2. Consumeristic Christianity - Members come to worship, assemblies, events, etc. to be fed, never to give. They go to the church that offers the most goods and services.

  3. Crossless Christianity - I know that a certain preacher in Houston in one of the biggest churches ever seen has inspired millions of people. I am grateful for this. But I have never heard a call to sacrifice from him. This message, of course, would be counter to suburbia, which never advertises, "Come live in the Woodlands. You will have to sacrifice for others and your kids may not be safe. But if you'll deny yourself, you'll love it here."

  4. Christless Christianity - There is a whole book on this subject which I am eager to read. But Christ just doesn't fit in suburbia very well. Can you see Jesus riding around in his SUV, dropping off kids at soccer practice or church? No, I'm afraid Jesus is far too radical and dangerous for today's suburban Christianity.

The evidence is in, however. Typical suburban Christianity does not produce disciples of Christ. It produces consumers who hop from church to church looking for the best deal for their tithe--or rather, their 2.5% giving. And if the children's or youth program or the preaching or the worship or the carpeting isn't cutting it, their try the store--I mean the church--down the street. Rarely does a family say, where can I be best used? Where does God need me the most?

Calls to go feed the homeless? Far too unpredictable. And messy. Calls to go on mission trips? Too dangerous. And disruptive to one's schedule. Calls to devote money and resources to reaching lost people? Hey, don't you know that I'm the customer? Meanwhile, members take this consumer mentality back to their marriages and their other personal relationships, and we wonder why Christians are divorcing and have few real friends, just like everyone else.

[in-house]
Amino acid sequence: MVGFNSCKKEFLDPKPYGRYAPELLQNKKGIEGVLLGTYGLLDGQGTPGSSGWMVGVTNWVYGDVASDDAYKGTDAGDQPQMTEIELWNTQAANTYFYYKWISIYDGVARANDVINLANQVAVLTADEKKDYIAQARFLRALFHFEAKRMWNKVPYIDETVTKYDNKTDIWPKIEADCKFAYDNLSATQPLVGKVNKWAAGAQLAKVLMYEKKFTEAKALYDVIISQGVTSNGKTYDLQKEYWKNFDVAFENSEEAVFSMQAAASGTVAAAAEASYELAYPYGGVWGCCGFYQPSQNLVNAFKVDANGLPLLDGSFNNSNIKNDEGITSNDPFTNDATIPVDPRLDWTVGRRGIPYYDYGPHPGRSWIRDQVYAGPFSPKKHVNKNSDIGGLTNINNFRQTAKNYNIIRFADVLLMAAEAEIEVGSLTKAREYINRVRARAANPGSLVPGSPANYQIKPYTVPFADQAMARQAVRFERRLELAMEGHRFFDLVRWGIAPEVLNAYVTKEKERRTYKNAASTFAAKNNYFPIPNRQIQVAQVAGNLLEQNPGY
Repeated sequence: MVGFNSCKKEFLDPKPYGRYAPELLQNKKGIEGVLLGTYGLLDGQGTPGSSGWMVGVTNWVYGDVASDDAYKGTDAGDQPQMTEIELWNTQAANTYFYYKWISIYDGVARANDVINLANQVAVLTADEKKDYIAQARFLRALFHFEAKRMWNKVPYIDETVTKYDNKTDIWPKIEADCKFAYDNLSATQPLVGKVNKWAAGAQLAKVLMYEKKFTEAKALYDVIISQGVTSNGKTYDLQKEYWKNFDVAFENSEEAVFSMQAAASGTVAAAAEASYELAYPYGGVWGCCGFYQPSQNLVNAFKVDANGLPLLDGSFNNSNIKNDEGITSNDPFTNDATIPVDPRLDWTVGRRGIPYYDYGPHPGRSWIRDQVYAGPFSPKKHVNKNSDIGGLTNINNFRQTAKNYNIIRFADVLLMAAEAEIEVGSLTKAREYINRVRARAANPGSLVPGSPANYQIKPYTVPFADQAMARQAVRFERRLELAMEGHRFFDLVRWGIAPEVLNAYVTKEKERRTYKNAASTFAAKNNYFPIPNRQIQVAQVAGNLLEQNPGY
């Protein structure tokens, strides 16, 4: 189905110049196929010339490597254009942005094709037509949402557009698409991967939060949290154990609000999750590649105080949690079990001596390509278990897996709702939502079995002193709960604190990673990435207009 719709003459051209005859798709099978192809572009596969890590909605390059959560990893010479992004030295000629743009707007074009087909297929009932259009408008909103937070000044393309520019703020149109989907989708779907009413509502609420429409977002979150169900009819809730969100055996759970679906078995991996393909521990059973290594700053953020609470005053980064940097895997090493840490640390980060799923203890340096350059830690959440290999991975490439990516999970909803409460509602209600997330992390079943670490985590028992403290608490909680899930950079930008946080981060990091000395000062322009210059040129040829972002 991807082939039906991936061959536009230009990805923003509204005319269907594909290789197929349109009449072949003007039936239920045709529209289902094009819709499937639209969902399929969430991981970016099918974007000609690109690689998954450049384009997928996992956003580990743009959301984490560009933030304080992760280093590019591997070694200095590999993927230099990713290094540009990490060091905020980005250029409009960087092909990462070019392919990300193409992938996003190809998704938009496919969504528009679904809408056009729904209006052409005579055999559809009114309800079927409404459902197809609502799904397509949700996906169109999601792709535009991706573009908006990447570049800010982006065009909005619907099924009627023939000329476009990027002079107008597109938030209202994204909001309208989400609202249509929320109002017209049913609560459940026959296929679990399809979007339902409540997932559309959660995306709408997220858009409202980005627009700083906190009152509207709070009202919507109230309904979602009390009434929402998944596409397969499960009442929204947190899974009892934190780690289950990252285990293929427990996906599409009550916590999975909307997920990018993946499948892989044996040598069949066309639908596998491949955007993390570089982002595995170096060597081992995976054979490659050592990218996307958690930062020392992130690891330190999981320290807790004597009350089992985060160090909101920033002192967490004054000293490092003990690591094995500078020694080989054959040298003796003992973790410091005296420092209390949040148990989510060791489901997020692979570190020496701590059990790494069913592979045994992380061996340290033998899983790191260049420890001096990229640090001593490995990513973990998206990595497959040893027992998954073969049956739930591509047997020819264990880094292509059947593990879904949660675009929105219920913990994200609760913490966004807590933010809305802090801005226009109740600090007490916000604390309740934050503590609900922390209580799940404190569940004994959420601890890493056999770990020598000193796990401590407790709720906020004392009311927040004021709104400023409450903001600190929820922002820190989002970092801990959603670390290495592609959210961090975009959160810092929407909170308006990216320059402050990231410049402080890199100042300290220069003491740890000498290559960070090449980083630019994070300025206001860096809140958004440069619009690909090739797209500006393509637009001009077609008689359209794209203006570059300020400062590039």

Becki and I are not immune to this malaise. We both would enjoy living in the hubub of the new urban living. We enjoy meeting people and having lots to do. It would be a great place to do ministry. The reason we have ruled it out right now? Our kids. It's not safe or predictable enough.

That is the problem with suburban Christianity. It prevents us from taking any chances or putting us into situations where we would have to grow and depend upon God and each other. And by our actions and inactions, we teach our children that this is what the Christian faith is all about. And our kids drop out in droves.